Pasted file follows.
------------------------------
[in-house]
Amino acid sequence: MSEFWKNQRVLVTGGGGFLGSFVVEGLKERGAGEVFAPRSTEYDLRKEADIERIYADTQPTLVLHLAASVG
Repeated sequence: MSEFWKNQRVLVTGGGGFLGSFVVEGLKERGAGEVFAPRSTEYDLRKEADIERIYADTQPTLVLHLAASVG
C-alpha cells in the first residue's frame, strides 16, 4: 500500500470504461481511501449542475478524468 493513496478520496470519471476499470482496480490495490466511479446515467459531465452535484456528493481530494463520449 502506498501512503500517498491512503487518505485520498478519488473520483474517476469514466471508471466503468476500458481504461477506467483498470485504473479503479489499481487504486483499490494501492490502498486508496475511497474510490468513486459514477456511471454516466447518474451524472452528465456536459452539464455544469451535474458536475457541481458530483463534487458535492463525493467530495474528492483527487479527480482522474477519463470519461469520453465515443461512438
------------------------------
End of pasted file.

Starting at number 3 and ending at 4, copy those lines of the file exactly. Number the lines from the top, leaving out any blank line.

Repeated sequence: MSEFWKNQRVLVTGGGGFLGSFVVEGLKERGAGEVFAPRSTEYDLRKEADIERIYADTQPTLVLHLAASVG
C-alpha cells in the first residue's frame, strides 16, 4: 500500500470504461481511501449542475478524468 493513496478520496470519471476499470482496480490495490466511479446515467459531465452535484456528493481530494463520449 502506498501512503500517498491512503487518505485520498478519488473520483474517476469514466471508471466503468476500458481504461477506467483498470485504473479503479489499481487504486483499490494501492490502498486508496475511497474510490468513486459514477456511471454516466447518474451524472452528465456536459452539464455544469451535474458536475457541481458530483463534487458535492463525493467530495474528492483527487479527480482522474477519463470519461469520453465515443461512438